OK, so I have three NASA photos, all of them undeniably “famous.” The claim of most famous could be supported on the basis of requests for copies, popular usage, or societal impact. Since the rise of the internet, it gets more difficult to track the proliferation of copies. These classic images are in the public domain, as are most NASA images, so you’ll find them all over the internet. If you use Google’s new image search feature, here’s the results:
- Top image: Earthrise [3, 910,000 hits]
- Middle image: The Blue Marble [90,800 hits]
- Bottom image: Neil Armstrong and the United States flag on the Moon [606 hits]
Of course, these results are just for an online search. And based on what I know, that last result for Armstrong on the Moon cannot accurately represent its true popularity. It’s especially popular among the “Moon Hoax” conspiracy fans who believe it provides clues that the entire Moon landing program was faked in some secret studio on Earth. I addressed that misguided notion in my Feb 1, 2007 and Jul 23, 2012 posts. For a more-extensive point-by-point rebuttal, see this page by Jim Scotti of the Planetary Image Research Laboratory at Arizona State University.
All three images made their way into advertising, T-shirts, postage stamps, posters, murals, and (most importantly) the popular perception of Earth’s place in the cosmos. But in terms of “hit count” and “societal impact,” Earthrise is the clear winner. It contrasts the stark desolation of the Moon with the weather and colors visible on Earth, some 400,000 km (247,000 miles) distant across the empty vacuum of space. Little wonder this photo became the “poster child” of the then-fledgling environmental movement.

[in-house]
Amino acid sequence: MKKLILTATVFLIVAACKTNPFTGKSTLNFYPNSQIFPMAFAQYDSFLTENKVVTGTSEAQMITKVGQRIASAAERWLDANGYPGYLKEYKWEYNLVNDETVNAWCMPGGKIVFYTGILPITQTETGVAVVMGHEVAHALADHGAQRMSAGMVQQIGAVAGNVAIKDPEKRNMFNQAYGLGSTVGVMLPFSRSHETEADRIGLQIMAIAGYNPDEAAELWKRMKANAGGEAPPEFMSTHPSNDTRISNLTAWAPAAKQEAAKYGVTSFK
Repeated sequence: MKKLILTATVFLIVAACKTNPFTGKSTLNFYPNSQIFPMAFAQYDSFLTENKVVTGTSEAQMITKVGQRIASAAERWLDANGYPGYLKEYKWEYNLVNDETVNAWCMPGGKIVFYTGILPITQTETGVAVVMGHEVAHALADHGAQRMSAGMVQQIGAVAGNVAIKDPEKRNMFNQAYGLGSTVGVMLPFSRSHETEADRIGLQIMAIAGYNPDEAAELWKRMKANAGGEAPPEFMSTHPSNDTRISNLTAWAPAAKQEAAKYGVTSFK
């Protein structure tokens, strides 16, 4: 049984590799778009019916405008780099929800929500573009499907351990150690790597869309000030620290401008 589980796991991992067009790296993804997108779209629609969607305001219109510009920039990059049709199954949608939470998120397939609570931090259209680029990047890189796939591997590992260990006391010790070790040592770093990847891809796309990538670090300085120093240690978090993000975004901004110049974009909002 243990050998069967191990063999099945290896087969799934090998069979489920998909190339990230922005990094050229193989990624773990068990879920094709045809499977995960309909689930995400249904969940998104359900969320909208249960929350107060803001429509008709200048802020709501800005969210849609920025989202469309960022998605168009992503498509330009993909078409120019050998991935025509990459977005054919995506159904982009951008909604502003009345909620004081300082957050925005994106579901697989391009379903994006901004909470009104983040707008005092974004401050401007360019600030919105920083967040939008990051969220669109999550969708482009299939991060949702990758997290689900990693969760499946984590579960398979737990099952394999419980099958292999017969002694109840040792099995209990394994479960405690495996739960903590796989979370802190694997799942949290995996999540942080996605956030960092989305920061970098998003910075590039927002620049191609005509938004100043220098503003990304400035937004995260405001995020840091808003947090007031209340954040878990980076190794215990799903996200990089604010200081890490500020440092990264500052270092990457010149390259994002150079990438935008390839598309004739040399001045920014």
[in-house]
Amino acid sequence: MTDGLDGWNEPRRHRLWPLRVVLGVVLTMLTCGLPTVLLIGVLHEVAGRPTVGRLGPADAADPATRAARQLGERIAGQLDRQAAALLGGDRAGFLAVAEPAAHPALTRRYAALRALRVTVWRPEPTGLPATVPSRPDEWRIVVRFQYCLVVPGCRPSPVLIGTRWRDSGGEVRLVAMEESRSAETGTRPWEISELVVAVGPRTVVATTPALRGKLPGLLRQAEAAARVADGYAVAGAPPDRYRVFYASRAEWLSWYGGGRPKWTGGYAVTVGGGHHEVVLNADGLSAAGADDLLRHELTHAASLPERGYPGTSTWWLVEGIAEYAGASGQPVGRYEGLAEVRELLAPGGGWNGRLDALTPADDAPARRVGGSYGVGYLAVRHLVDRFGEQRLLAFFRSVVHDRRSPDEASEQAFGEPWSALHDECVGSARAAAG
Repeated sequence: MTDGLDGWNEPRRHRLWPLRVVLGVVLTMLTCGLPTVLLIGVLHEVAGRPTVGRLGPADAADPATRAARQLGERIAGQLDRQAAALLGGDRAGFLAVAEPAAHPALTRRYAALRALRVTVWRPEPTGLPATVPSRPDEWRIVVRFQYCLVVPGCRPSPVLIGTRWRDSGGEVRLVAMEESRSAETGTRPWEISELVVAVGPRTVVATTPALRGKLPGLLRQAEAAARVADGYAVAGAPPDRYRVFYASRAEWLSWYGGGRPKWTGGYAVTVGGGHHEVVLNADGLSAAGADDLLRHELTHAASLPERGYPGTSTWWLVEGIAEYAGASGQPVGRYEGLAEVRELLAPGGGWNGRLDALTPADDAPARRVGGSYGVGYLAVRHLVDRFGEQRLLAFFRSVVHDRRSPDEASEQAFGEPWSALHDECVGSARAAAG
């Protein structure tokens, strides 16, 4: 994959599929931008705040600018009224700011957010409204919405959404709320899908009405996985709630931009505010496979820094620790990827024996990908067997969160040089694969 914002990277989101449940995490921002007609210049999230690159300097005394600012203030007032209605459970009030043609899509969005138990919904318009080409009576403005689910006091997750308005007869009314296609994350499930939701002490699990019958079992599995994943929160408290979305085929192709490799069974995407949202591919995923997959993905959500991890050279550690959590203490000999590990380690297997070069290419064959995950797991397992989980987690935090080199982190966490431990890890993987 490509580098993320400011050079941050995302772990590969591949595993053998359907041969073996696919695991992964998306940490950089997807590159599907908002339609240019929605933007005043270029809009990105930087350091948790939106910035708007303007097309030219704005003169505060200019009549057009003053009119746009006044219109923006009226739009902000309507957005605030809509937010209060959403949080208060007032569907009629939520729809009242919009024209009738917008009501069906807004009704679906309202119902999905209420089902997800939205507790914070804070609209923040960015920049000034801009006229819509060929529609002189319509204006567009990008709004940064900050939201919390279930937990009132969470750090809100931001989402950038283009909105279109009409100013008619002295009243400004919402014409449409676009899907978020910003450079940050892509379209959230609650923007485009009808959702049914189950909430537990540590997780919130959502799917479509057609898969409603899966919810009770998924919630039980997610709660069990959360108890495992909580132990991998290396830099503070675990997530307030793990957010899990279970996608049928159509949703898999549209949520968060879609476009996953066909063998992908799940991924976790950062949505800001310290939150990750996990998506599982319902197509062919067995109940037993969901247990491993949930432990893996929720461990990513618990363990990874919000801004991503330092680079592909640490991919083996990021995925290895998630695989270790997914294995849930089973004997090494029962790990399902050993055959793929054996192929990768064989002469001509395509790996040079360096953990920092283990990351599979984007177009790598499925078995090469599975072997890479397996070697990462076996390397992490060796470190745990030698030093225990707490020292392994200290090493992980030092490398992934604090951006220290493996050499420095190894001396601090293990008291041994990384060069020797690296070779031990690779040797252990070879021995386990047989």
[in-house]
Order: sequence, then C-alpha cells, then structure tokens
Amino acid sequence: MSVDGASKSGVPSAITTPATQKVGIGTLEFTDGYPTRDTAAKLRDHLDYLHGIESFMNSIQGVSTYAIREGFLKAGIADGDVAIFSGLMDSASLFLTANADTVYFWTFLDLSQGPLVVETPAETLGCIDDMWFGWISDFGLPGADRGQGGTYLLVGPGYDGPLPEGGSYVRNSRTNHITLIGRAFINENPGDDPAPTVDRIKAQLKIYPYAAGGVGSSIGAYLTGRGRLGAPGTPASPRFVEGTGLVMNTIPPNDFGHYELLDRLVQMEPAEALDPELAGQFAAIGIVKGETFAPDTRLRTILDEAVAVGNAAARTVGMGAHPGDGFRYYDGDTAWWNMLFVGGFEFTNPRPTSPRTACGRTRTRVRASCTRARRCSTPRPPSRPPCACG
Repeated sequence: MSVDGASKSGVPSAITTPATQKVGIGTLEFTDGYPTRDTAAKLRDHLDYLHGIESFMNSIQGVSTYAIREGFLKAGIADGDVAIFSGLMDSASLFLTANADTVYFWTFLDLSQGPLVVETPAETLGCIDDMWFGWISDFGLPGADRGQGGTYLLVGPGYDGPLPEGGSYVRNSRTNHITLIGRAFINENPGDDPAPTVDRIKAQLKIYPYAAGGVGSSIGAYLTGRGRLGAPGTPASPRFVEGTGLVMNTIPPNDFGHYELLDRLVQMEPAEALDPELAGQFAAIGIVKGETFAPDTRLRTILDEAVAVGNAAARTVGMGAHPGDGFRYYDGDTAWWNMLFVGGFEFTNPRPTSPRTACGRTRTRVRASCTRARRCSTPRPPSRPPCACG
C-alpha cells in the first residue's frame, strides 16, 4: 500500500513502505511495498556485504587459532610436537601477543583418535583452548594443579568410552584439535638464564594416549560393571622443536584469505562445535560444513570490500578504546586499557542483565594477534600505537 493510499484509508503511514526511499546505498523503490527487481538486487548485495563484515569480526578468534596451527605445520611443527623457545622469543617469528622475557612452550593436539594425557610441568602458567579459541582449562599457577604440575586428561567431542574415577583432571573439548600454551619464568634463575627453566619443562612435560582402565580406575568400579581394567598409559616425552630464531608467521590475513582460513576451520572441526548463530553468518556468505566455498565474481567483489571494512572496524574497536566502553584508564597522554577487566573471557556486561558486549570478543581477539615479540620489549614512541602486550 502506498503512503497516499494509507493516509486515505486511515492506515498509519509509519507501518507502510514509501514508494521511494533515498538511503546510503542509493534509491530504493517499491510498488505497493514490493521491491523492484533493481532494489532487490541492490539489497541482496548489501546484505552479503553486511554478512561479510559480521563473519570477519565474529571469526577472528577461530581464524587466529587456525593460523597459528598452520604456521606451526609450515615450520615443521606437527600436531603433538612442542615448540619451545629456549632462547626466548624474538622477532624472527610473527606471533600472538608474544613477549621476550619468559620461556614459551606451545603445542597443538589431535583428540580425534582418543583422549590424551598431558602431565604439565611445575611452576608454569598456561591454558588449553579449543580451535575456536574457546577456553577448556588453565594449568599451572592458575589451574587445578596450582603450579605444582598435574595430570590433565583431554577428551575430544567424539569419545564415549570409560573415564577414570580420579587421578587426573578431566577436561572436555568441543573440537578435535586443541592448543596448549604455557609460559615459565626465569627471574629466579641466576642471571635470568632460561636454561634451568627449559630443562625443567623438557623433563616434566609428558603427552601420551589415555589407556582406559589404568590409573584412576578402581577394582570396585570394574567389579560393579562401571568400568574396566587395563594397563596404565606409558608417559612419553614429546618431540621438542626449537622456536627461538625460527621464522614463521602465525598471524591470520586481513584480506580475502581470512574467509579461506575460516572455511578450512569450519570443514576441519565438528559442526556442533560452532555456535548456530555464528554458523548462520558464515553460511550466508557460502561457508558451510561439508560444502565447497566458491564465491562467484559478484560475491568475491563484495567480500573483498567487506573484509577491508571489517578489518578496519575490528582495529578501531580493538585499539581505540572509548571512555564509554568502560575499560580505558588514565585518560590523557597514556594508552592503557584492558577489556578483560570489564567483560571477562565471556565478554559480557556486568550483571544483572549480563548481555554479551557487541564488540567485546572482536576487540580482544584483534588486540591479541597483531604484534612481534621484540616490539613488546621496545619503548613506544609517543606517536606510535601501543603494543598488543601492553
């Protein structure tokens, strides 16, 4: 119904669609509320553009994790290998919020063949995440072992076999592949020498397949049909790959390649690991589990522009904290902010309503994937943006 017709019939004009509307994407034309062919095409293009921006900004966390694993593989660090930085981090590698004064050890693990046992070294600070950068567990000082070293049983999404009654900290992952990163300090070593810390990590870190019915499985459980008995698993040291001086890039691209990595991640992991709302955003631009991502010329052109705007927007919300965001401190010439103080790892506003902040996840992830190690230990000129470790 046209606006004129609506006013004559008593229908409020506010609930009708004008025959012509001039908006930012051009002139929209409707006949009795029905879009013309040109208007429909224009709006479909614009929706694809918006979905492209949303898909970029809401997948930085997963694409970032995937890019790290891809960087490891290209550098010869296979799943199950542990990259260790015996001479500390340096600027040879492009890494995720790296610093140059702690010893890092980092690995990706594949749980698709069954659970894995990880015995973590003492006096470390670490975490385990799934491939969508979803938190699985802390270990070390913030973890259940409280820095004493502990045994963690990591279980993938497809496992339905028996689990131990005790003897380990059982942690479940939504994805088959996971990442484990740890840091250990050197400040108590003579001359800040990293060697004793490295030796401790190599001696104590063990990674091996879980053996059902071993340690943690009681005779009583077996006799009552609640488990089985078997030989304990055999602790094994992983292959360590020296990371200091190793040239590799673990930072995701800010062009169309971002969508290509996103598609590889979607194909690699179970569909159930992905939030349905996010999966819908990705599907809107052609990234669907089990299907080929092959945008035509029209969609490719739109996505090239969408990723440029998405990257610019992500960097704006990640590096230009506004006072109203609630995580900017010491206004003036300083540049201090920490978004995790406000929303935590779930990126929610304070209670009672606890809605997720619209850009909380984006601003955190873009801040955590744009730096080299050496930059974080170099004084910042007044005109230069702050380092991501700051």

Earthrise was photographed by the astronauts on Apollo 8, the first manned mission to the Moon, on Christmas Eve in 1968. Onboard were Commander Frank Borman, Command Module Pilot Jim Lovell, and Lunar Module Pilot William Anders. That same crew was also responsible for the middle photo, Blue Marble, from which Buckminster Fuller coined the term “Spaceship Earth.” It’s unclear which astronaut actually took these (top two) photos, since they all took turns using the camera and didn’t bother to record who shot what. Obviously, the Armstrong photo was taken by Buzz Aldrin, the only other astronaut on the Moon at that time.
I thought I knew everything there was to know about all these photos, until I received an email from Fr. Joe Fice, S.J., a colleague from my teaching days back in the 80s and 90s. Turns out the Earthrise photo was not planned. It seems nobody had anticipated that photo op, which was surprising to me. The crew of Apollo 8 didn’t even have color film in their camera, as they were expecting to just shoot photos of the (relatively colorless) lunar surface as they orbited the Moon at a height of about 110 km (60 miles). And in those days, B/W film provided more detail than color film.
So when the unanticipated photo op for Earthrise presented itself, the astronauts had to scramble for color film and reload their camera. But they managed to get what is unquestionably the “most famous photo” ever from NASA. If you want to see an amazingly accurate simulation of how this photograph came to be, check out the link Fr. Fice sent me:
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